The Majority Prevention Committee
by Brian Fahy & Garrett Fahy
Board Minutes of the Committee for the Prevention of a Republican Senate Majority
July 29, 2013, 10:00 a.m.
Secretary: Ladies and gentlemen, please take your seats, this meeting of the Committee for the Prevention of a Republican Senate Majority (Majority Prevention Committee) is called to order.
Let’s get down to business. We’ll start with introductions then cover our agenda items. But first, what’s our motto? PURITY OVER POWER! Let’s say it again: PURITY OVER POWER!
Ok, that felt good. Now, introductions. Here with us tonight are some very esteemed members that we would like to recognize. Please identify yourself as your name is called. We’ll start with the men.
Todd Akin, good to see you. Richard Mourdock, thanks for coming. Both of you had a tough time with the female vote, I but I see that hasn’t scared away our female members.
Sharron Angle, so glad you could make it. Christine O’Donnell, thank you for coming, it must be hard to show your face in public.
As you all know, the Majority Prevention Committee would not be here with you and your leadership. You all showed us the way. Oh, sorry, we forgot our Chairwoman Emeritus, Sarah Palin. Sarah, thank you for coming all the way from Alaska. You, more than anyone else, have played an instrumental role in supporting our Committee and each of these candidates. For your leadership and your example, we sincerely thank you.
Let’s get down to business. Item 1 on our agenda is the Kentucky senate race. Who are we supporting for the primary and general election? That’s right, businessman Matt Bevin. We think he’s really got what it takes.
Some have questioned whether he has the experience for the job. It’s true his resume is pretty thin politically. He’s never run for federal office before, but since when did that stop a Committee member? I guess he can learn on the campaign trail, like Sarah did.
Now, he’ll need our support. Who can we count on? I’m guessing Rand Paul, he’s one of us. Rand is supporting Mitch McConnell? Hmm. Who does that leave? Nobody? Ok, well, it’s still early. We’ll find somebody.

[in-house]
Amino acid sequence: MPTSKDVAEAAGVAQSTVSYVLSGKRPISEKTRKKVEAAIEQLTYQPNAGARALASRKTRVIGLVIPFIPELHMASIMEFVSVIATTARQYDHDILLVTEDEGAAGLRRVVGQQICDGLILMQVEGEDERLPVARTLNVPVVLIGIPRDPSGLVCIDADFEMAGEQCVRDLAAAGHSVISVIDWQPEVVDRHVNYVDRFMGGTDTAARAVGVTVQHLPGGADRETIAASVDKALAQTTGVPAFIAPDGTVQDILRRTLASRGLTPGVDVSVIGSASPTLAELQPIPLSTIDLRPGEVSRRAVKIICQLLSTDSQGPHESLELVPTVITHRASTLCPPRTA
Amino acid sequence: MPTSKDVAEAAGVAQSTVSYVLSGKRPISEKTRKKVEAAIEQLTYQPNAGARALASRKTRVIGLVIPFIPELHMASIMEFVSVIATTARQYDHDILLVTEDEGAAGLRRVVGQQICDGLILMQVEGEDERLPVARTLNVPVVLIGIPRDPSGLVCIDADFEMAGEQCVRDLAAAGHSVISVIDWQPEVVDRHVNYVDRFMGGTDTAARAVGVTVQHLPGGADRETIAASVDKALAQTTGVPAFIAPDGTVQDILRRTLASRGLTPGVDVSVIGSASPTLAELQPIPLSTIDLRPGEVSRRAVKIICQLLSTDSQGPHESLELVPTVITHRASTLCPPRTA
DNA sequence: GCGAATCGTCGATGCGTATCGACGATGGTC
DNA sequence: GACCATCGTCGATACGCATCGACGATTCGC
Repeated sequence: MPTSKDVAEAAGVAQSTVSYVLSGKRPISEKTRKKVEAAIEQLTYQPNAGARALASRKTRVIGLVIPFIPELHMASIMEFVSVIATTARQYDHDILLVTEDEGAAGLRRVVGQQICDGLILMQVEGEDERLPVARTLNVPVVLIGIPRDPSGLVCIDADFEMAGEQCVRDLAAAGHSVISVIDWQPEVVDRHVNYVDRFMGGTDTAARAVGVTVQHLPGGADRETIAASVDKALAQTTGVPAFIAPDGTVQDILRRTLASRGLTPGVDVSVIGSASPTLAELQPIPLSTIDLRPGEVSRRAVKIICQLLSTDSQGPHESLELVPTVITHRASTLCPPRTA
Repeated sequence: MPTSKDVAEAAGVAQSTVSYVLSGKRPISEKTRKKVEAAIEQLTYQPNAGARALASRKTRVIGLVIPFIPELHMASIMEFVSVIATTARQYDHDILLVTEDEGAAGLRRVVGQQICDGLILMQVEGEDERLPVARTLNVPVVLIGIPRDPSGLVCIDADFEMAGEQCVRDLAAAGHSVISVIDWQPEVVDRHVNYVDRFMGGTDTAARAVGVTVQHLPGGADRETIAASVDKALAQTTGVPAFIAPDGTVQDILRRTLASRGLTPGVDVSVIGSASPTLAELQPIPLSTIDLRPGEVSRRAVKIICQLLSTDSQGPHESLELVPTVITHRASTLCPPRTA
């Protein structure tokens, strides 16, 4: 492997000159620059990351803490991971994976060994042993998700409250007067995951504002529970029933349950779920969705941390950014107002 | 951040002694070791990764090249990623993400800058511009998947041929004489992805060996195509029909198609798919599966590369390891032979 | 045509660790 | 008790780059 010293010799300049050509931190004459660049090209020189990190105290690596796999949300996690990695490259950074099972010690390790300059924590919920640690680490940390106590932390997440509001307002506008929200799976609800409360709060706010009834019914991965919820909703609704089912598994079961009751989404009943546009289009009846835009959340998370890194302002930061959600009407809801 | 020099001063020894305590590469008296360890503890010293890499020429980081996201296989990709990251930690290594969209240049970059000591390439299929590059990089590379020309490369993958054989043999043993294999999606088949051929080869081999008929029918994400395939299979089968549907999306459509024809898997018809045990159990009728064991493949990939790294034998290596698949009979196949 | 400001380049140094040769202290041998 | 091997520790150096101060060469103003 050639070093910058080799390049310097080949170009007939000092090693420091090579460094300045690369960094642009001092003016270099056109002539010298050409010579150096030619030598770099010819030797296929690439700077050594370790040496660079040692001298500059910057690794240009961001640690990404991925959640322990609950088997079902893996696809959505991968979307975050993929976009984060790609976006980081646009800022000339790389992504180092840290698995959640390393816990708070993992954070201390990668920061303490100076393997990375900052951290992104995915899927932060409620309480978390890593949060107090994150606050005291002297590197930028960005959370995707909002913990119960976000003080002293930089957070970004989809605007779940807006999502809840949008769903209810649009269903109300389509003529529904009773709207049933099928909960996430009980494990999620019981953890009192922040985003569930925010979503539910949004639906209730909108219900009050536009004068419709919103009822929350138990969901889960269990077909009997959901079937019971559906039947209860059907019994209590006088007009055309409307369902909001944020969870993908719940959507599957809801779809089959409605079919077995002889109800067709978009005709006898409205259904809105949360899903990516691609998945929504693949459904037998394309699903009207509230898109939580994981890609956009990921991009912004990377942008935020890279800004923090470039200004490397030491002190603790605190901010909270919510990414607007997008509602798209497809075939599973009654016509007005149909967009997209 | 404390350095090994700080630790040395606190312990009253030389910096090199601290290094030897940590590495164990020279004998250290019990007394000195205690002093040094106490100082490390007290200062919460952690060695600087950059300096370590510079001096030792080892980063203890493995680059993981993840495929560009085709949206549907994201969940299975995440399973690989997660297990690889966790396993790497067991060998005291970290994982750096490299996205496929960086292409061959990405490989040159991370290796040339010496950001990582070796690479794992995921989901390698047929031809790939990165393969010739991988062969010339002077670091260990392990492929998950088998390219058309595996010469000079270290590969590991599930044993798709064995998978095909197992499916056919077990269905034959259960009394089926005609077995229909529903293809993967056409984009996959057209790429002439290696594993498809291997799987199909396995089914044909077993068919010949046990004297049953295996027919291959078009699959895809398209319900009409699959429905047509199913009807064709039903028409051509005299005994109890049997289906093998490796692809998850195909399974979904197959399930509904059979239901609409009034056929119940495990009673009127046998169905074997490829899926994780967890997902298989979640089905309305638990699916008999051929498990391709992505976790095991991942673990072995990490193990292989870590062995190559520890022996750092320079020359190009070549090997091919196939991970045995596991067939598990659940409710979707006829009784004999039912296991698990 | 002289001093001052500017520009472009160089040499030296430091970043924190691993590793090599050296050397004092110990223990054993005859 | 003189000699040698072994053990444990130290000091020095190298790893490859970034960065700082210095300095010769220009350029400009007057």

Let’s talk about Matt’s platform: why are we supporting him versus Mitch McConnell? Matt’s campaign ad says that “McConnell has voted for higher taxes, bailouts, debt ceiling increases, congressional pay raises, and liberal judges.”
Mr. Mourdock: Didn’t the bailout save the economy from total collapse?
Secretary: What’s that Sarah? You don’t think so? Ok.
Mr. Akin: But didn’t Mitch vote for the Bush tax cuts and support all of Bush’s judicial nominees?
Secretary: Well, I’m sure Bevin has his facts straight.
What else? He’s hitting Mitch for unapologetically supporting the Patriot Act.
Ms. Angle: Didn’t George Bush, Michael Hayden, Michael Mukasey, and lots of other smart guys support the Patriot Act? Hasn’t Congress reauthorized it a couple times with huge bipartisan majorities?
Secretary: Well, Bevin must have his reasons. If they’re good enough for him, they’re good enough for us.
What’s that Christine?
Ms. O’Donnell: Mitch has spent too much time in DC, and not enough time in Kentucky. What’s his excuse?
Secretary: You’re saying Mitch should have spent more time opening Post Offices at home instead of opposing Obamacare, tax increases and terrorist trials in Manhattan? Yes, I think you have some good points there. Let’s hope Bevin can pull this off.
When Republicans’ odds of recapturing the Senate next year are, according to even liberal projectionists, better than even money, this is how not to assemble a Senate majority.
Daring to snatch defeat from the jaws of victory, ideological purists in Kentucky are pushing the candidacy of businessman and political novice Matt Bevin. Hoping to garner the support of the Club for Growth and the Senate Conservatives Fund, some activists are painting McConnell as Obama incarnate, the ultimate symbol of conviction gone awry in the Potomac swamp.
In many instances, purity is a virtue. Republican primaries are not such instances; they should be strainers that eliminate the incoherent and the unelectable. Political purity is the pathway to political obsolescence and some factions of the GOP are choosing obsolescence instead of a majority, and playing right into Harry Reid’s hands.
Republicans should have learned this lesson in 2010 and 2012, when they had fewer Senate seats to defend and several ripe pickup possibilities. Instead of keeping reliable GOP votes (Lugar, Indiana), or nominating electable House members (Mike Castle, Delaware) or viable candidates (Sue Lowden, Nevada), shortsighted primary voters nominated ideological purists without the political skills necessary to navigate the rough and tumble of a general election campaign.
From the earliest indications, the GOP appears fated to resurrect Yogi Berra’s maxim: it’s déjà vu all over again. GOP primary voters must wake up before Republicans squander another golden chance at a Senate majority. Matt Bevin is probably a nice guy, but Republican Senate campaigns must no longer be confused with Tea Party popularity contests. If he wins the primary, he’ll be perfectly poised for induction as the newest member of the Majority Prevention Committee.